Greta Gerwig's directorial debut is a perfect portrayal of both sides of coming of age
Tonight (January 7), Lady Bird took the prize for Best Musical Or Comedy at the 2018 Golden Globes, beating fellow acclaimed works The Disaster Artist, Get Out, The Greatest Showman, and I, Tonya to the trophy. Saoirse Ronan, who plays the titular role, also took home the award for Best Actress In A Musical Or Comedy, and both couldn’t be more deserving wins.
You may have heard recently that Greta Gerwig‘s directorial debut was briefly the highest-rated movie in the history of Rotten Tomatoes. Some spoilsport went and gave it its first negative review shortly after that news broke, taking it back down to 99 percent instead of a perfect 100, but that critic can’t stop the rest of the world from seeing the truth – Lady Bird is the perfect coming-of-age film.
Sacramento teen Christine “Lady Bird” McPherson is in her final year of high school, and is about to begin applying to colleges. The ends of her hair are a faded pink, the remnants of an old DIY dye job. She has a pink cast on her right arm – the result of throwing herself out of a moving car during an argument with her mother (Laurie Metcalf). Throughout the film, she is a character that bounces from strong and determined, to naive and childlike. She is invincible, but vulnerable – a classic, complicated teenager.
What makes Lady Bird so perfect? Try everything from the cast’s performances, to the soundtrack (hello, Justin Timberlake and Alanis Morissette). The big victories, though, come in the characters and storylines that Gerwig has built. One of the many things the movie gets right is that period of your life when you’re trying to figure out exactly who you are – how fickle and flighty it is, how intense carving out your own character can be. Lady Bird dreams of “living through something” and being “where culture is”. She lies about who she is to popular girls she wants to be friends with, and pretends to know more than she does to impress boys she fancies. She ditches one identity for another as easily and quickly as she tries on dresses for her prom. Even her alter-ego is an attempt to find the person that she really is.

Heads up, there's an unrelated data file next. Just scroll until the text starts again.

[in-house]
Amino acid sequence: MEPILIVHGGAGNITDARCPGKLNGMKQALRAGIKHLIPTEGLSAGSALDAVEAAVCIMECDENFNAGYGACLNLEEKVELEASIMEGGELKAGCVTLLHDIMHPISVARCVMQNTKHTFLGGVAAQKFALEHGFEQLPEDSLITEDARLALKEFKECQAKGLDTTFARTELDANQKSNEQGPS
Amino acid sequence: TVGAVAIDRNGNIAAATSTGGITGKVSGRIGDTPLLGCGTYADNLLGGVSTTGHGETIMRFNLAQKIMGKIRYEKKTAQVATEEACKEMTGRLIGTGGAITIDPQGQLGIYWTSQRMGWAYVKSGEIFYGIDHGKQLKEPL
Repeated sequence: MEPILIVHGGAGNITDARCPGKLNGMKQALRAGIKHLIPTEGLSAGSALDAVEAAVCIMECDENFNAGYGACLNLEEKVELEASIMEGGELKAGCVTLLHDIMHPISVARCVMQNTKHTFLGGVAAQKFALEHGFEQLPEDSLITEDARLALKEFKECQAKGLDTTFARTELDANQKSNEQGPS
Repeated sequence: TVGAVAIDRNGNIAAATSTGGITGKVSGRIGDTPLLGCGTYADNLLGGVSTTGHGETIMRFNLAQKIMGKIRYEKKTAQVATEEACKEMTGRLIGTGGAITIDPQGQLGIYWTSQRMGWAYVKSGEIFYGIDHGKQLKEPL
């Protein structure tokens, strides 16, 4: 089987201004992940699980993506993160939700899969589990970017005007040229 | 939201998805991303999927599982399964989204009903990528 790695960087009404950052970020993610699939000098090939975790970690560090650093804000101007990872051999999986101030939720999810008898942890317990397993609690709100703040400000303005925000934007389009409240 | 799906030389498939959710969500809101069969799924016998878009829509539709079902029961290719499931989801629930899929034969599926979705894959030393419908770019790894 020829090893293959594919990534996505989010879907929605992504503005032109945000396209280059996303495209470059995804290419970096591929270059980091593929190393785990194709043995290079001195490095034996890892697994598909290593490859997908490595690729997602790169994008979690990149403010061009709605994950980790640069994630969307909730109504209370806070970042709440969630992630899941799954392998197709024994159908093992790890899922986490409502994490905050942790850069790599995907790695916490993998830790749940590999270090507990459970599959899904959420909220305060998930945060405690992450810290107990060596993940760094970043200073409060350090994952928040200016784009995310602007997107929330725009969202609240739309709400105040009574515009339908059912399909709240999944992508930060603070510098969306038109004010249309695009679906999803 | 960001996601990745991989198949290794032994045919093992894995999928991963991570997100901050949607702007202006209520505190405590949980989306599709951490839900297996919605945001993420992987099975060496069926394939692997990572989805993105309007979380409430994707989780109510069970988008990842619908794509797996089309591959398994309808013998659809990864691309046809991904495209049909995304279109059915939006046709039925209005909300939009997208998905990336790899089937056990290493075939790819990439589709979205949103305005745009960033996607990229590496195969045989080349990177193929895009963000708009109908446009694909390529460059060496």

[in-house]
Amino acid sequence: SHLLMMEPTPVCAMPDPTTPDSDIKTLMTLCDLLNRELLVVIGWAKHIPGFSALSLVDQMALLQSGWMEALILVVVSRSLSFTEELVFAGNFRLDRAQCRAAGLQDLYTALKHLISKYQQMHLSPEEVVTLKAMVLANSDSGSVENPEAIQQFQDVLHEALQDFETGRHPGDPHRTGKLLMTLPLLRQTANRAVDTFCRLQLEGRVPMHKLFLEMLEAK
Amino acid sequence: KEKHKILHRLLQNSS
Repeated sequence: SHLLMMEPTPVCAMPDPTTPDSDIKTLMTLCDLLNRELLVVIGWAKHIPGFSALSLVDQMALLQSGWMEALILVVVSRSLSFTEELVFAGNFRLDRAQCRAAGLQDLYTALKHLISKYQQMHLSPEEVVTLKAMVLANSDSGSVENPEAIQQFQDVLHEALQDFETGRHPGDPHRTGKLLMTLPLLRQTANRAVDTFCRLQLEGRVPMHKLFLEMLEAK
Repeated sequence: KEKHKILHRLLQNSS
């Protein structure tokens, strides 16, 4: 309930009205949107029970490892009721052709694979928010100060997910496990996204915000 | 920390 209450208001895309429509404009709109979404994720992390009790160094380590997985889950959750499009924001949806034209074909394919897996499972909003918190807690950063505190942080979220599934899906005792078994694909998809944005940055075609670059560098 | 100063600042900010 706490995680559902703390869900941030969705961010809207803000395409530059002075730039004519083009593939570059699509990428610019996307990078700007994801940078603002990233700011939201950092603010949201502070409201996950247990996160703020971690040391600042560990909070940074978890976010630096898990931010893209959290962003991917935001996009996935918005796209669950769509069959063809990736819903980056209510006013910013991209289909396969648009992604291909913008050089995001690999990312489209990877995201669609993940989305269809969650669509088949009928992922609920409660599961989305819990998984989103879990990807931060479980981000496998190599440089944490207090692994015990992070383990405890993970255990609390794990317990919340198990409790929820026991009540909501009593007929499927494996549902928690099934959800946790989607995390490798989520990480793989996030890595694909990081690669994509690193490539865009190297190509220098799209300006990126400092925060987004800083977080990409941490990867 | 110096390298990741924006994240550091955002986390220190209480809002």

There are several refreshing things about the story Gerwig weaves in the film. In what she says was an unconscious move, she rejects the idea that there is only one right guy for a woman at one time. Crushes don’t fit into neat boxes of time that never overlap – that Lady Bird finds a boy other than her boyfriend attractive doesn’t make her bad, it just makes her human. Gerwig (and Ronan in playing her) gives her autonomy and agency – she doesn’t make her wait for the boy to make the first move. She lets her do the lusting, lets her be the one to steer her relationships. Lady Bird has purpose and power, and is more impressive for it.
One of the things about the movie that has provoked the most discussion is the way the women in it fight. Lady Bird and her mum, Marion, can go from sniping at each other to acting like best friends in a flash. They can be hideously cruel to each other, and rarely do we see any apologies. Gerwig has said in interviews that the men she approached to finance the film understood that way of fighting and loving if they had sisters or daughters, but were at a loss if they didn’t. Lady Bird doesn’t gloss over that dynamic between mother and daughter to make things easier or prettier – it presents it as it really is.
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What makes Lady Bird stand out from countless other coming-of-age films, however, is its perspective. “One person’s coming of age is another person’s letting go,” Gerwig has said when promoting the film, and as its teenage protagonist moves towards becoming who she wants to be, we’re also shown her parents’ (particularly her mother’s) struggle to let her go. There’s one scene at the end of the movie where Marion, stony-faced minutes earlier, bursts into tears behind the wheel of her car, overcome by the emotion of her daughter growing up and leaving home. It’s rare for a film to show the flipside of coming of age, but having that other outlook fits with Lady Bird’s own thought process – she might have a stubborn do-what-I-want attitude, but she also goes to great pains to try and minimise the hurt she knows her life decisions will cause her mum.
On a night where women controlled the narrative, it’s apt that Lady Bird was one of the event’s big winners. It’s set a new standard in its genre, and movies in general – one that, as perfection usually is, will be incredibly hard to beat.